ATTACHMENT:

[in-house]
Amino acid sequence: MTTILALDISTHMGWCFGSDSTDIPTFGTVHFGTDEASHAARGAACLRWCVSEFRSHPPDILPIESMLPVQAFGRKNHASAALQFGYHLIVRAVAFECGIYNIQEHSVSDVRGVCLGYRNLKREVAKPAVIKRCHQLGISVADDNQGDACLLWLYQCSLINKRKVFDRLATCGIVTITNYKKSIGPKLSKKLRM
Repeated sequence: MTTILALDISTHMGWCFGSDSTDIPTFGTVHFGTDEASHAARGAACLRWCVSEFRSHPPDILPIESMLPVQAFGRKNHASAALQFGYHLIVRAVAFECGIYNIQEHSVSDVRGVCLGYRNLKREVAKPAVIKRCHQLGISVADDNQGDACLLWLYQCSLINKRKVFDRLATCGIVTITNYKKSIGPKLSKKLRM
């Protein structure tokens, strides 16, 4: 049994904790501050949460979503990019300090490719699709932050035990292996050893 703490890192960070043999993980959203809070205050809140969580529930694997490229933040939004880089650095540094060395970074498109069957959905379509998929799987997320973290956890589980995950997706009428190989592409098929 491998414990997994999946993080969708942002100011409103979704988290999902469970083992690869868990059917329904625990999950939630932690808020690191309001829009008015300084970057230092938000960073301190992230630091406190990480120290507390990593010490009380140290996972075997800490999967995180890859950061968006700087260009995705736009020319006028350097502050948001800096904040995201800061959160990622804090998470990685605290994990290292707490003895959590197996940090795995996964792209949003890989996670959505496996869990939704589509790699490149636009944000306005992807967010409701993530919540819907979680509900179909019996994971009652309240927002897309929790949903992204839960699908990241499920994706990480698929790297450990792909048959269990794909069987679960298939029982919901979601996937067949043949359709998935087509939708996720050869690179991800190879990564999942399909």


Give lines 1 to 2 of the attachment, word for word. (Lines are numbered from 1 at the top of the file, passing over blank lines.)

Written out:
[in-house]
Amino acid sequence: MTTILALDISTHMGWCFGSDSTDIPTFGTVHFGTDEASHAARGAACLRWCVSEFRSHPPDILPIESMLPVQAFGRKNHASAALQFGYHLIVRAVAFECGIYNIQEHSVSDVRGVCLGYRNLKREVAKPAVIKRCHQLGISVADDNQGDACLLWLYQCSLINKRKVFDRLATCGIVTITNYKKSIGPKLSKKLRM